I have lots of gay friends. Lots. My whole family does, actually. Some people find that weird because we’re all also pretty radically ministry oriented Christians. My homosexual friends almost all walk on eggshells around me for a couple of weeks after they find out that not only do I love Jesus, but I’m Baptist and in seminary. (All of those things stereotypically add up to hating gay people, FYI.) My Christian friends, on the other hand sometimes judge me as if loving these friends means that I’m somehow not very good at loving Jesus, being Baptist, or going to seminary.
I had a pastor and friend say to me once that homosexuality will be the defining issue for the church in the early 21st century. We’re almost a decade in and I’m still not sure if he’s right or wrong, but I do think he has a fair point. A few weeks ago, some friends and I went out after work. During the course of the evening, one of my guy friends (who happens to be in a monogamous relationship with another guy) asked me what I think about gay marriage. I felt the table grow quiet and all eyes turn to me, and I’d be lying if I could tell you I remembered everything I said. What I feel, though, is that for Christians at least, it should be a non-issue. Our agenda, as directed by Christ himself, is to love God, love others, and share the love of Christ with others so that they may come to know him. Debating gay marriage, from one side or the other, damages that agenda for all Christians.
I’m not saying we’re not obligated to take a stand. Jesus was pretty clear to the contrary. The only times He ever took a confrontational stand to anything, though, was with those who considered themselves religious, and he NEVER let that impede his ministry. Can we say the same? Whether gay marriage, or alcohol, or R-rated movies, most of us are better at showing the world what we’re against than what we’re for.
Derek Webb is one of my favorite artists, Christian or otherwise. There’s a song on his new album that’s so controversial that his studio is releasing a version of the album without it. I think it’s a message that Christians not only need to hear, but to listen to and internalize.
This isn’t my favorite Derek Webb song ever. It doesn’t have his usual folksy style and the video is distracting. I deliberately picked the version that’s just audio, but if even that’s too much for you, at least read the lyrics by clicking on “more info” on the youtube page itself.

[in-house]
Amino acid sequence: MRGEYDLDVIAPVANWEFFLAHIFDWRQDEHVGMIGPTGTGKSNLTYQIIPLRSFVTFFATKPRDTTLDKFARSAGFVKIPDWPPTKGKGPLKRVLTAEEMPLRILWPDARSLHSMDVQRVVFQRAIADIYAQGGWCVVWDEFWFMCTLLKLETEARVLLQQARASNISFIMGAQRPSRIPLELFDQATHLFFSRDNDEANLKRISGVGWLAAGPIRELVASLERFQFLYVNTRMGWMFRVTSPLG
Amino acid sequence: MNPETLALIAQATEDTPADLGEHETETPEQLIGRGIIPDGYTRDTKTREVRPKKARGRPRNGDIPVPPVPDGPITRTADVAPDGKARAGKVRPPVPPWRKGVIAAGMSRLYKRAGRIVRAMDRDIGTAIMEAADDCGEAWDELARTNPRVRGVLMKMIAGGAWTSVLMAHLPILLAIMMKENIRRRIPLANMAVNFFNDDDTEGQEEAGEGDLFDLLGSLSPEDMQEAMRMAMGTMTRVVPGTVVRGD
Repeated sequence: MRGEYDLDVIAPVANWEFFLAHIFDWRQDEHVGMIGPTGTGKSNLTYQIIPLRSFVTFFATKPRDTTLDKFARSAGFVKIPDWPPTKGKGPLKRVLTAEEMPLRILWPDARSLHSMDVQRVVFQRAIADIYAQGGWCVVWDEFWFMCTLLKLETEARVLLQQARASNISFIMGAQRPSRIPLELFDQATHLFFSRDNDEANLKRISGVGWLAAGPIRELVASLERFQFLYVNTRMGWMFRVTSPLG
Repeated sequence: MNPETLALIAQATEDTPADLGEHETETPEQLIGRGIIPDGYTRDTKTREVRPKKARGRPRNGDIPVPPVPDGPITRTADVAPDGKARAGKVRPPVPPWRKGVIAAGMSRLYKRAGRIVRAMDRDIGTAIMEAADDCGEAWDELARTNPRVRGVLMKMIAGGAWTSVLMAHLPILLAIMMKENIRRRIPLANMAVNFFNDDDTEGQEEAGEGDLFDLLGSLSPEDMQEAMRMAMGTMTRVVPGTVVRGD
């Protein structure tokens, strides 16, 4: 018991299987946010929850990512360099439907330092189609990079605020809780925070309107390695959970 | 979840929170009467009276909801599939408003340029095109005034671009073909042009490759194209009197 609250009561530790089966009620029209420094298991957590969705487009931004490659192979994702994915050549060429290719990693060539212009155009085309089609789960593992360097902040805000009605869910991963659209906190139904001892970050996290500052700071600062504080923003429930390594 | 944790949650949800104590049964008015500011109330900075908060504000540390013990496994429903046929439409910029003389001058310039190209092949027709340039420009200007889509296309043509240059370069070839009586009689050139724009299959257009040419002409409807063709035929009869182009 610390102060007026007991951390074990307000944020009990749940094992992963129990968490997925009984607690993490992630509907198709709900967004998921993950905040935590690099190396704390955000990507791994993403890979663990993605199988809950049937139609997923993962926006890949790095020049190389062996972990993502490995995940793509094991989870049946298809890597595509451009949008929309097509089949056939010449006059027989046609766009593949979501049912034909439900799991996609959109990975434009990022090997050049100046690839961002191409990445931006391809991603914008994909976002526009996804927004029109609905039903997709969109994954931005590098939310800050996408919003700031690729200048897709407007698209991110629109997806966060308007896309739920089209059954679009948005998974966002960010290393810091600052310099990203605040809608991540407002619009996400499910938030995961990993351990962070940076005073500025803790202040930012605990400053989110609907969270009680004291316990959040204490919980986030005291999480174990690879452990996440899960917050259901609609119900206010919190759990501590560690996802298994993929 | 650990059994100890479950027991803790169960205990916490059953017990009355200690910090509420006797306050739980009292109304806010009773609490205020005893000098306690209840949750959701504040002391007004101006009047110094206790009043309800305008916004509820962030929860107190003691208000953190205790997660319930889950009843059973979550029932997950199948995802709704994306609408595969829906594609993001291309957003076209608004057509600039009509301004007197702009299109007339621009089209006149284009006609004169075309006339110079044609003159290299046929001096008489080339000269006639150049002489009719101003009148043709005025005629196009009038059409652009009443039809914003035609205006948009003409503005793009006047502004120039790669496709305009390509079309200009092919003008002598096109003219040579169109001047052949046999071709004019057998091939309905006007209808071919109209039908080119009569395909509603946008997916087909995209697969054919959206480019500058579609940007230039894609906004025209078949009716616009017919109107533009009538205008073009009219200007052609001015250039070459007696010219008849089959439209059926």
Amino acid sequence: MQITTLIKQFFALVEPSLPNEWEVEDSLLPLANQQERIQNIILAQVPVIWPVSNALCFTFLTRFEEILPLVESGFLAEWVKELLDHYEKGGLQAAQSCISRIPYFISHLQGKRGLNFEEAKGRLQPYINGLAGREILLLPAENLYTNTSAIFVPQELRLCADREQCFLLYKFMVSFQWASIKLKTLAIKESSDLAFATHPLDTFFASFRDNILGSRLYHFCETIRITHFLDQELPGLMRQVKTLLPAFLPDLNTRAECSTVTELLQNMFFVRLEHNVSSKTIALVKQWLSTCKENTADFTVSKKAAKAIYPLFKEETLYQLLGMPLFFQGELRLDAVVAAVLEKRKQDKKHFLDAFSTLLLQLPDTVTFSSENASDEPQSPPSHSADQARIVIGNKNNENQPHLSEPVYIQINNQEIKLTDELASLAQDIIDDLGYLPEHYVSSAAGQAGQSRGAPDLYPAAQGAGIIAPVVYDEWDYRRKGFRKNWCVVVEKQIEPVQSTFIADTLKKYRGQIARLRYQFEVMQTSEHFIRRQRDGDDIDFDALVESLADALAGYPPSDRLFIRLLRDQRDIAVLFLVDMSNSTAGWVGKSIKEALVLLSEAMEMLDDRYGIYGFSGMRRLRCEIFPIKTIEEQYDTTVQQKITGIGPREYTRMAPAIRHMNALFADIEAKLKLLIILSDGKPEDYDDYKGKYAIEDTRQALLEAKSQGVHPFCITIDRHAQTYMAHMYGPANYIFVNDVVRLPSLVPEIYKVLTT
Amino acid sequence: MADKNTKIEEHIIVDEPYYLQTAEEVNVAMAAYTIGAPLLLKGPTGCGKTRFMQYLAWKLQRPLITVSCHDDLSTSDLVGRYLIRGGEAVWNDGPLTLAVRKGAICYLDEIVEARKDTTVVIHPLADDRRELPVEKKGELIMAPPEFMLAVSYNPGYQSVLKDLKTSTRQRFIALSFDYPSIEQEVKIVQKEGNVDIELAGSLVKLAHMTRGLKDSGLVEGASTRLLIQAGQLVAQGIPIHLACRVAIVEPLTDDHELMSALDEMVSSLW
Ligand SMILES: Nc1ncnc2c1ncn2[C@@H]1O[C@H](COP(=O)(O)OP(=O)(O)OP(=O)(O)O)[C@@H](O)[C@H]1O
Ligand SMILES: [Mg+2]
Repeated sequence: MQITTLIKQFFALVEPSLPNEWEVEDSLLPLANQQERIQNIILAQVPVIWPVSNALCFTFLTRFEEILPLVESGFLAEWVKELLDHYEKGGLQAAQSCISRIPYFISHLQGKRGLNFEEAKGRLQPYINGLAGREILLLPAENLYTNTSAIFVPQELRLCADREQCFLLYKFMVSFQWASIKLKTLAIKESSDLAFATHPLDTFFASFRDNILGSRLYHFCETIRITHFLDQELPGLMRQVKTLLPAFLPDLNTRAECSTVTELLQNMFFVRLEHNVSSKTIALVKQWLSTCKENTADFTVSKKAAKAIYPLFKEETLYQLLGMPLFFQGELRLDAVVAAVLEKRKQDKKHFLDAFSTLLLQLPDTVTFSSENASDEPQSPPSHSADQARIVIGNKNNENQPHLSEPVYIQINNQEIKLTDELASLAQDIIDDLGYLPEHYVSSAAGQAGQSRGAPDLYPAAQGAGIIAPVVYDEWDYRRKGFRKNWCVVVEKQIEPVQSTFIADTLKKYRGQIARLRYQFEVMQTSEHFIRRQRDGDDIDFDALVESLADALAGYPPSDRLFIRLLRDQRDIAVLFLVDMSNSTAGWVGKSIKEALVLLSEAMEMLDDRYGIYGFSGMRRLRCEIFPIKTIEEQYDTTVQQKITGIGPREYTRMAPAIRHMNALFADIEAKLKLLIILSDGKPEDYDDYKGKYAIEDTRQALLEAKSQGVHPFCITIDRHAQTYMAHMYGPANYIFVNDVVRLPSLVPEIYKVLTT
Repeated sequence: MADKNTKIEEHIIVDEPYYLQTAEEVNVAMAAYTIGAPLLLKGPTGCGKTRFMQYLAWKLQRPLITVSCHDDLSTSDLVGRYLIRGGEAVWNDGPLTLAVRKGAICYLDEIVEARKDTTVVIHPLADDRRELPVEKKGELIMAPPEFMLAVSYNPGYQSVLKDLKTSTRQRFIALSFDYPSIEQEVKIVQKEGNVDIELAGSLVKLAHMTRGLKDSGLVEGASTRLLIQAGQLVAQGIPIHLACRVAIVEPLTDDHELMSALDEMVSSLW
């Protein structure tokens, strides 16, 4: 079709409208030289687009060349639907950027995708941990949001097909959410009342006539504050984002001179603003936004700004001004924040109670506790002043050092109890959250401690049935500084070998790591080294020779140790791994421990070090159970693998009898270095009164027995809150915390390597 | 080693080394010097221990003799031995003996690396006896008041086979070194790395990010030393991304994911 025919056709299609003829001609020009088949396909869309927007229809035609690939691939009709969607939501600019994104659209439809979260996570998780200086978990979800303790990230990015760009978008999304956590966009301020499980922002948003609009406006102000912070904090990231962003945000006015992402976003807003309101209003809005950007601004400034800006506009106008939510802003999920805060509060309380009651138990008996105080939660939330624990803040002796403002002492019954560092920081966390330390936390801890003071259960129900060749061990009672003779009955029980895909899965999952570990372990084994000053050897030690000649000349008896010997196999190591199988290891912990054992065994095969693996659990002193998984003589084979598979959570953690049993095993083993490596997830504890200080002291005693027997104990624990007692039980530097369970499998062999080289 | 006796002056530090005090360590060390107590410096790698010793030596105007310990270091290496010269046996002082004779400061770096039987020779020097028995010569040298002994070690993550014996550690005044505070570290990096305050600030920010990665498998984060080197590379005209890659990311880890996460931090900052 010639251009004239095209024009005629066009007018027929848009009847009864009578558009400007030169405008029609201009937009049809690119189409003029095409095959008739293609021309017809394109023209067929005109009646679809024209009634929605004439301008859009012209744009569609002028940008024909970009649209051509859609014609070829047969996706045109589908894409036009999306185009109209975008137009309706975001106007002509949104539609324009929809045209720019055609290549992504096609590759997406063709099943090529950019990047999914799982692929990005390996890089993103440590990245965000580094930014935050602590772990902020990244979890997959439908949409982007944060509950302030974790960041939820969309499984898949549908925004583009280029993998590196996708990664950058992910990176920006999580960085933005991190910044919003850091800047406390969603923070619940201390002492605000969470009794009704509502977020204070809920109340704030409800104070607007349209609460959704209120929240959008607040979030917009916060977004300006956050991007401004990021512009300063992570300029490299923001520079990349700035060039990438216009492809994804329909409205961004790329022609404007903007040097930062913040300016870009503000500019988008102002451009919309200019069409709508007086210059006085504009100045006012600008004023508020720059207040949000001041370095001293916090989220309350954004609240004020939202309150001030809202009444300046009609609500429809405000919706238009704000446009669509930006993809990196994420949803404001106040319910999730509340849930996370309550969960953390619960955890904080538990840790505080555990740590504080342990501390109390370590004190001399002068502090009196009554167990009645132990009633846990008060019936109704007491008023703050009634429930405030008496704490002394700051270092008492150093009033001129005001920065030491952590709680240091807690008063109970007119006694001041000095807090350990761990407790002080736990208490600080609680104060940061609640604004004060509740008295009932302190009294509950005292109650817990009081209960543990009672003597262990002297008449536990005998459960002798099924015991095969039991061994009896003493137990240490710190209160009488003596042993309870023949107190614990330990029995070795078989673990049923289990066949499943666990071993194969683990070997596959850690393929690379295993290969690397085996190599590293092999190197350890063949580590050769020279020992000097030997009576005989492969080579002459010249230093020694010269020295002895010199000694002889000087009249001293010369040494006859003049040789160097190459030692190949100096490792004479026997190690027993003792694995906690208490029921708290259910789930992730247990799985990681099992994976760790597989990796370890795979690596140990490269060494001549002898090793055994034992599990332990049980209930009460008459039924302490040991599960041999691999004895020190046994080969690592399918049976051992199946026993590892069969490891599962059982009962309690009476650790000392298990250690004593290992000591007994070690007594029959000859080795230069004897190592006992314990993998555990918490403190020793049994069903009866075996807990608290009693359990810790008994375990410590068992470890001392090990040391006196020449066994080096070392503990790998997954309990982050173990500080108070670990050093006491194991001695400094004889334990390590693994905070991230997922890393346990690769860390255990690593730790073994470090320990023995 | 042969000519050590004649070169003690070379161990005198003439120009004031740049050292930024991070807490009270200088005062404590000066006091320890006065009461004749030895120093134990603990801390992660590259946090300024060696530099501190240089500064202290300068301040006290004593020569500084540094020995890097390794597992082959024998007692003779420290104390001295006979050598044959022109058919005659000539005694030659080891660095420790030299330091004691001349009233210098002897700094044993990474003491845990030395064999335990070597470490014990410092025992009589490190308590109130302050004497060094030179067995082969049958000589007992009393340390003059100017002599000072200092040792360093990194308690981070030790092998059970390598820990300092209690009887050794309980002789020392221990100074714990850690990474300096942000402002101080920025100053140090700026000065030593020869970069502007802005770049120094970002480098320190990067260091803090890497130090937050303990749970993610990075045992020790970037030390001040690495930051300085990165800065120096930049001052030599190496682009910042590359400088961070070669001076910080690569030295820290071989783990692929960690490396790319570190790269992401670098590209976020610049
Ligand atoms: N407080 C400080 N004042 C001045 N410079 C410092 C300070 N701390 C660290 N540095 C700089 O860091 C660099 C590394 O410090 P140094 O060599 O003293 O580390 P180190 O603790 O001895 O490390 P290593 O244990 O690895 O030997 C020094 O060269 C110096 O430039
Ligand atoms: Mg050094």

I’m not saying you should wholeheartedly agree with this song; I’m not sure I do. I’m challenging you, though, to pray about and ponder your own reaction to it.
4 thoughts on “That is the Elephant in the Room”
i’m right there with you. i stayed at a friend’s apartment when i was in new york, a gay, committed couple actually. they weren’t home and graciously allowed my sister and me to use their place while they were out of town. you wouldn’t believe the reaction of my Christian friends, the hateful remarks and strange looks, when i told them where i was staying. my gay friend is a Christian, and right or wrong, he has justified his relationship and sexuality with what he believes. whether i agree or not isn’t the issue. he knows that i love him as a friend, and that nothing changed when he decided to openly discuss, and proclaim, his homosexuality. Jesus is love. He reserved His fury for the hypocrites who proclaim their love of our Creator, but despise His created. the church as a whole, i believe, has done a huge disservice to the people of the homosexual community, to prisoners, and sometimes, to the less fortunate and the “lost”. what message of Christ does that portray?
yes sin is sin, and God always takes a hard line approach to that. there are no gray areas. but…we need to love, unconditionally, and in that proclaim the Gospel and the message of who Jesus really was.
Feb07 Good reflection Ben. I’ve long thuhgot similar thuhgots; in fact I just wrote recently about liturgy and sacrament What have you been reading in terms of the sacramental potentiality of the universe ?
Thanks for posting this, Loni. And way to go, Derek Webb for putting this song out there. Disappointed in the record label for releasing an album version WITHOUT this song…but I suppose money is money, and they knew that a censored version would result in better profit for them.
I can’t wait for the day that my grandchildern ask me what it was like when members of the gay community were treated as second class citizens. I have full faith that our nation will choose love over fear. The question is just what time line we choose for this to happen.
One could argue that people’s eternity is more important than their here-and-now. That is, if I had only one hour to spend either lobbying against gay marriage or sharing the gospel of Christ with a homosexual, who like all sinners, is in bondage to his sin and in desperate need of forgiveness and salvation that only Christ can provide, then I would forego the lobbying and commence sixty minutes of sharing.
But does that mean gay marriage should be a “non-issue?” Probably not. As believers in Christ, just as we must not tolerate sin in our own lives, we must not tolerate it in others’ lives either, lest we let them continue down a path to destruction.
Surely we seek to love people as Christ did, and always be gracious with our unredeemed friends, but simply loving people without showing them the remedy for their sin (the gospel) is not very friendly. Seems decidedly unfriendly.
I fear that those in the church who are loath to take a hard stance on gay marriage are in turn taking a soft stance on sin.